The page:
Wow, today’s prompt for Tuesday (which always means two prompts in one) are two of my favorite topics! Science fiction and fantasy! I’ve always heard, as a reader, the way you can tell the difference between science fiction and fantasy is that in science fiction, the cover of the book has a space ship or robot. The cover of the fantasy book has trees and elves. ^_^ And so I give you (1) a space ship, and (2) trees and elves. (The second poem is a continuation of last week’s poem about trees, at Andrew Kreider‘s request.)
For over 90 years we’ve slept
aboard our ship in hopes of reach-
ing our new world. Technology
promised we would wake, stiff and sore
perhaps, but not unable to
brave that empty world.
What a joke. For technology
moved forward while we lay dreaming,
traveling as slow as the speed
of light. And so now we find our
empty world populated with
three generations of people,
children of our children, hostile
at our arrival.
So do we now sail on, desti-
nation unknown? Or do we now
settle on this not-so-virgin
new earth? We, who were prepared to
build an earth anew, and who are
now faced with people and ways and
culture so very foreign to
our own antique ways.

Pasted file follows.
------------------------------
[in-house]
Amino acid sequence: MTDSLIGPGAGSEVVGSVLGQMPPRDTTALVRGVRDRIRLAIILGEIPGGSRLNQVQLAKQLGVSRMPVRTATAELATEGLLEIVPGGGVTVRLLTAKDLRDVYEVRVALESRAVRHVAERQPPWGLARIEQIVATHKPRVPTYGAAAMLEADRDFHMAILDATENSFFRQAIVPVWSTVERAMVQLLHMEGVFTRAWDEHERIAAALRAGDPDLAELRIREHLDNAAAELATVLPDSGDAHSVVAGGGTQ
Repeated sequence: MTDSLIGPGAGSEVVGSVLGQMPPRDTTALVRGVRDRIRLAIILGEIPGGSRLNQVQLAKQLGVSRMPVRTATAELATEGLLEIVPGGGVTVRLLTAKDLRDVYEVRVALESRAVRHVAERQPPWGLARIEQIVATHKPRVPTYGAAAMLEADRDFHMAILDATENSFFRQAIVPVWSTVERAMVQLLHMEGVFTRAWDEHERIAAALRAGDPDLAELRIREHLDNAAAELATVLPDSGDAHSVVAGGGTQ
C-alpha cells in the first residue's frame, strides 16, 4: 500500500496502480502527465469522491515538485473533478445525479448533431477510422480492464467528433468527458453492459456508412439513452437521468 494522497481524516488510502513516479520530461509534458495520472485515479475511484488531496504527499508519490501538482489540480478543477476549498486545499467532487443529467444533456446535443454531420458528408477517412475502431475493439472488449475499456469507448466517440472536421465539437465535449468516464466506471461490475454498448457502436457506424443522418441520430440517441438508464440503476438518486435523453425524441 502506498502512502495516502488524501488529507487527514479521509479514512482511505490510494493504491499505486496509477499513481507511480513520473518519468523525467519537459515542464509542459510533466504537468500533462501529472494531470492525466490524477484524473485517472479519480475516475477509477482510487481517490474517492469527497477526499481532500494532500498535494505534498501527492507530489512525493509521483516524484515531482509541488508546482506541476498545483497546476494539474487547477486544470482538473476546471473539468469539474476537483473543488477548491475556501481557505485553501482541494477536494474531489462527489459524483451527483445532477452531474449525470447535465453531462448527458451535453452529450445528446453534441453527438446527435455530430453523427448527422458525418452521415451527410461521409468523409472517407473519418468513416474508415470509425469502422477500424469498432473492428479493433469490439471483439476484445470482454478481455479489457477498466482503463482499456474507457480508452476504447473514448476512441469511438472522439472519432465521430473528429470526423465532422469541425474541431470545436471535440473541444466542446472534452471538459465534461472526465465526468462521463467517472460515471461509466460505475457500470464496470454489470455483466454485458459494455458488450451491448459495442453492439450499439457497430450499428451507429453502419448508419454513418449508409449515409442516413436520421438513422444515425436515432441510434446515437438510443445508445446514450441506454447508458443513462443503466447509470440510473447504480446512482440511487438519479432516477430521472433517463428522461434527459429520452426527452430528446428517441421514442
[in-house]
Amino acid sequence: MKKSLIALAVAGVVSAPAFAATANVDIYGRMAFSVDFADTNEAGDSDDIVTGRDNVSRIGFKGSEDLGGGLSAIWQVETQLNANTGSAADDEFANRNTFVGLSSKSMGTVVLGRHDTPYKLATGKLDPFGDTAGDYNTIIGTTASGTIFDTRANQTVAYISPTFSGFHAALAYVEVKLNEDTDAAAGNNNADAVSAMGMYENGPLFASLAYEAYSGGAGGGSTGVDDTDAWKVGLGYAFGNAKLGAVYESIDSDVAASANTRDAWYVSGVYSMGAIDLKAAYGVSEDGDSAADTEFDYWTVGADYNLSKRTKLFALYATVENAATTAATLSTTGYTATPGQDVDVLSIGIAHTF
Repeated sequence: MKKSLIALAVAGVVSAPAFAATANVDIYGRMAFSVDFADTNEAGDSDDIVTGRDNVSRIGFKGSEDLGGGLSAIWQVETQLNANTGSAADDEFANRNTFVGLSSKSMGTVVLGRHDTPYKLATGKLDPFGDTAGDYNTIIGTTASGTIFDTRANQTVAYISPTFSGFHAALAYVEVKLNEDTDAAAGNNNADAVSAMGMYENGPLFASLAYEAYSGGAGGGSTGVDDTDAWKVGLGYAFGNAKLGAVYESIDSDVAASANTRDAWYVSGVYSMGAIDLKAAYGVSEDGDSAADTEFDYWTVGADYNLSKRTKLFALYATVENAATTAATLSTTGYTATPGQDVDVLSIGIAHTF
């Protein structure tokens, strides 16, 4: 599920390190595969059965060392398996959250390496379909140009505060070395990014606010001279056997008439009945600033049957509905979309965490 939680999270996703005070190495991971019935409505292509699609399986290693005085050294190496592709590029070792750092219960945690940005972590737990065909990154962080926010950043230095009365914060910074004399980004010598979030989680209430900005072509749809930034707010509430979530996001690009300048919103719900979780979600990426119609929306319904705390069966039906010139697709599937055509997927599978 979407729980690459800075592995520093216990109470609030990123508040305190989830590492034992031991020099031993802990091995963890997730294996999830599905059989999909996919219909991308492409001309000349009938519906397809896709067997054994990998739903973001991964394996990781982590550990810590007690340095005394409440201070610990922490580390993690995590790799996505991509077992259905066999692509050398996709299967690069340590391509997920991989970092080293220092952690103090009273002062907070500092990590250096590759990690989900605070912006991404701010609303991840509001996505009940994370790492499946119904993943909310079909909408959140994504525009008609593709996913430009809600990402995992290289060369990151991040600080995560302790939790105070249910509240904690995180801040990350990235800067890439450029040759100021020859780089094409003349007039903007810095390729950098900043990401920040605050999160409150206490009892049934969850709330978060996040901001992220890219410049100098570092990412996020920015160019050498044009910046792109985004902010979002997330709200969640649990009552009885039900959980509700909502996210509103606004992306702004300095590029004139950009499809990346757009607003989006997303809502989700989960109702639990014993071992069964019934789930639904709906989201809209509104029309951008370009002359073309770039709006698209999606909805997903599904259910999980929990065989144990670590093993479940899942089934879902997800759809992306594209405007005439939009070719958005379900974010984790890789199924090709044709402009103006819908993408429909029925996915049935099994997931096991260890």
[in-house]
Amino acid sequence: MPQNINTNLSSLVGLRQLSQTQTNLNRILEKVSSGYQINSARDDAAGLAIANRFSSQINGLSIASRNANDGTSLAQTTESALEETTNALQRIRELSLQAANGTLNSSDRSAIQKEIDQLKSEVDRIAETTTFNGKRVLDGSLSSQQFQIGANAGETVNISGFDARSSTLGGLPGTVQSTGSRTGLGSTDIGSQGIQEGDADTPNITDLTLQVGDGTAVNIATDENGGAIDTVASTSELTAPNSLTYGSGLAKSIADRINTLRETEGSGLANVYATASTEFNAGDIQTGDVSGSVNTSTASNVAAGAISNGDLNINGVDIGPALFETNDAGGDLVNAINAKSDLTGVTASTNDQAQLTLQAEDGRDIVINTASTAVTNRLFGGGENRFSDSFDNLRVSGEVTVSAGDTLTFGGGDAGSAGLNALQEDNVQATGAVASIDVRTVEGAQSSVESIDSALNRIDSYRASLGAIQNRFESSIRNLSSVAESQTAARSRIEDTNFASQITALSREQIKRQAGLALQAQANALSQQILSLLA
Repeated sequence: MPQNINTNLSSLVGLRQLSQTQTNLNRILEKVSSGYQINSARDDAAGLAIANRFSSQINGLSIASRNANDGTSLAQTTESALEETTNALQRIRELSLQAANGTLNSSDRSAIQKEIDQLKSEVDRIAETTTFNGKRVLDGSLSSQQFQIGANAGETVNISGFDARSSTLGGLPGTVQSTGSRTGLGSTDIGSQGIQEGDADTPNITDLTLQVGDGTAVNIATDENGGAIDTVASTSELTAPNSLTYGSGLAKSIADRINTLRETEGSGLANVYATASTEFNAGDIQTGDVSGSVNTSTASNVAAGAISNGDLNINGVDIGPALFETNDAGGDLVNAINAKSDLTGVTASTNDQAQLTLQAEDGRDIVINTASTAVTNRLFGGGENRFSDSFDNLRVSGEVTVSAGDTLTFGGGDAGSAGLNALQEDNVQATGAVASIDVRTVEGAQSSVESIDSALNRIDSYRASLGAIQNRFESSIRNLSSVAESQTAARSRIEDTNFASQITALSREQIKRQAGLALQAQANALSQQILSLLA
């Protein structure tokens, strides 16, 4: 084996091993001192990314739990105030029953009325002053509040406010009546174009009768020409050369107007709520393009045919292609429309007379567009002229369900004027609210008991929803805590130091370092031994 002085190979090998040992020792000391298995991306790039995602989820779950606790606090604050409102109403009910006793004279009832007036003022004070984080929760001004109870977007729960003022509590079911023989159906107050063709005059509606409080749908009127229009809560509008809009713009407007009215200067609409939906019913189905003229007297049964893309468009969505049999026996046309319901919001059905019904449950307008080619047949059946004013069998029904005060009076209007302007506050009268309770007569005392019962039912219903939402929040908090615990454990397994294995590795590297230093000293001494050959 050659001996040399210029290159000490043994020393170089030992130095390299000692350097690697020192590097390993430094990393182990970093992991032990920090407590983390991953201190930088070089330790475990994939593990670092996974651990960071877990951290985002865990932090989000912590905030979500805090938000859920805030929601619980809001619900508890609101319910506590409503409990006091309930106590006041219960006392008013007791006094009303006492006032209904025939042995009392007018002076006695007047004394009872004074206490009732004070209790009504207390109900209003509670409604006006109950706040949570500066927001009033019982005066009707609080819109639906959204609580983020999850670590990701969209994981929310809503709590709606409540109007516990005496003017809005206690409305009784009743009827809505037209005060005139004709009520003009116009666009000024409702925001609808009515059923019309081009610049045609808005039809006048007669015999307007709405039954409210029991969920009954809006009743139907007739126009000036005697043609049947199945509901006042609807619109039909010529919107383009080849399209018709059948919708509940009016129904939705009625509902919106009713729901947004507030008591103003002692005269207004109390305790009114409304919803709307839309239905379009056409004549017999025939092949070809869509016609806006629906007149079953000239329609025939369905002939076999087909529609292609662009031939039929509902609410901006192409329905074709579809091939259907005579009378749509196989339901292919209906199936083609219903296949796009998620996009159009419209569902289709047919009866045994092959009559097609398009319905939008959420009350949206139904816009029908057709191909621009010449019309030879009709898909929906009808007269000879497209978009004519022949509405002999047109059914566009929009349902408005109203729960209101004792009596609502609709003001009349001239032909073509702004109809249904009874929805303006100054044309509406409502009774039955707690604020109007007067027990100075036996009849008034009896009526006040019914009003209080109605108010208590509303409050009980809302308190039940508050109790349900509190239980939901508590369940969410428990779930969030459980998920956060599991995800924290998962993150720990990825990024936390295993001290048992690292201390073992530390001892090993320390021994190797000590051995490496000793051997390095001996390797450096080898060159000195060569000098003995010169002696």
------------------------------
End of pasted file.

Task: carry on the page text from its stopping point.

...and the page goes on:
Seeing the horse, and his rider
trotting off into the woods, I
just could not resist seeing where
the two of them disappeared to.
I ran inside and dressed for a hike,
jeans, long sleeved shirt over a tee,
my sturdiest sneakers, a cap.
And I was off, around the black-
berry brambles (though a few snagged
my jeans as I went) and to the
edge of the woods where I’d seen
the horse and the (suspected) fay.
The hoofprints were plain enough, so
I hadn’t imagined the horse,
at least. And the trail went into
the woods, the soft earth showed me quite
plainly where the duo had passed.
Well, until it stopped. The trail end-
ed rather abruptly at a
fallen log. They must’ve jumped it,
I thought. I worked my way around
the log, checking for tracks as I
went. Still nothing. I sat on the
log, stumped (as it were) and as I
sat, something pulled/I fell/jumped/yanked
me down but rather than landing
on the mossy ground, I found myself
here, under hill.